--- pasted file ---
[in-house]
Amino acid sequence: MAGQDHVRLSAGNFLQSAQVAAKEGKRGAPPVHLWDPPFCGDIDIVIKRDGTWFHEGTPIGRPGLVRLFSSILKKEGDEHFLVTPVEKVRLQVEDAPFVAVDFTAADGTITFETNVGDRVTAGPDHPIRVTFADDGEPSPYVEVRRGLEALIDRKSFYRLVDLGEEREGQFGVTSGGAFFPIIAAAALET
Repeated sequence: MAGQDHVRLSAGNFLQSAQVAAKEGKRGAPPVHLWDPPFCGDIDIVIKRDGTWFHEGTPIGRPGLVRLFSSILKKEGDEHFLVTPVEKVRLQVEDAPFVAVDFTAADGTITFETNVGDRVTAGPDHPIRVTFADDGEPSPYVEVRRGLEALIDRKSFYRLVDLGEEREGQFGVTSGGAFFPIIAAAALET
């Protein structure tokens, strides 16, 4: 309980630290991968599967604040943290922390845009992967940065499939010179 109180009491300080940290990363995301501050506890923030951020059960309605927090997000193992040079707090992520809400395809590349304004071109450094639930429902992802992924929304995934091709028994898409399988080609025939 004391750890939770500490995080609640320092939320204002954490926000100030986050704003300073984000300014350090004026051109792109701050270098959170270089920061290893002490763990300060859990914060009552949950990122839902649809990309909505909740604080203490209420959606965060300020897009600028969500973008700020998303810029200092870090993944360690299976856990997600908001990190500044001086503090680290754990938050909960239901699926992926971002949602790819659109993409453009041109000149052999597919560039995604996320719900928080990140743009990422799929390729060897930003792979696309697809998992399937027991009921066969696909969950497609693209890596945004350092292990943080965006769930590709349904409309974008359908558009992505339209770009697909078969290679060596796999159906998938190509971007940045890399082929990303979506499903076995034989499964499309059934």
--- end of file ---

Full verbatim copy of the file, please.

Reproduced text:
[in-house]
Amino acid sequence: MAGQDHVRLSAGNFLQSAQVAAKEGKRGAPPVHLWDPPFCGDIDIVIKRDGTWFHEGTPIGRPGLVRLFSSILKKEGDEHFLVTPVEKVRLQVEDAPFVAVDFTAADGTITFETNVGDRVTAGPDHPIRVTFADDGEPSPYVEVRRGLEALIDRKSFYRLVDLGEEREGQFGVTSGGAFFPIIAAAALET
Repeated sequence: MAGQDHVRLSAGNFLQSAQVAAKEGKRGAPPVHLWDPPFCGDIDIVIKRDGTWFHEGTPIGRPGLVRLFSSILKKEGDEHFLVTPVEKVRLQVEDAPFVAVDFTAADGTITFETNVGDRVTAGPDHPIRVTFADDGEPSPYVEVRRGLEALIDRKSFYRLVDLGEEREGQFGVTSGGAFFPIIAAAALET
């Protein structure tokens, strides 16, 4: 309980630290991968599967604040943290922390845009992967940065499939010179 109180009491300080940290990363995301501050506890923030951020059960309605927090997000193992040079707090992520809400395809590349304004071109450094639930429902992802992924929304995934091709028994898409399988080609025939 004391750890939770500490995080609640320092939320204002954490926000100030986050704003300073984000300014350090004026051109792109701050270098959170270089920061290893002490763990300060859990914060009552949950990122839902649809990309909505909740604080203490209420959606965060300020897009600028969500973008700020998303810029200092870090993944360690299976856990997600908001990190500044001086503090680290754990938050909960239901699926992926971002949602790819659109993409453009041109000149052999597919560039995604996320719900928080990140743009990422799929390729060897930003792979696309697809998992399937027991009921066969696909969950497609693209890596945004350092292990943080965006769930590709349904409309974008359908558009992505339209770009697909078969290679060596796999159906998938190509971007940045890399082929990303979506499903076995034989499964499309059934």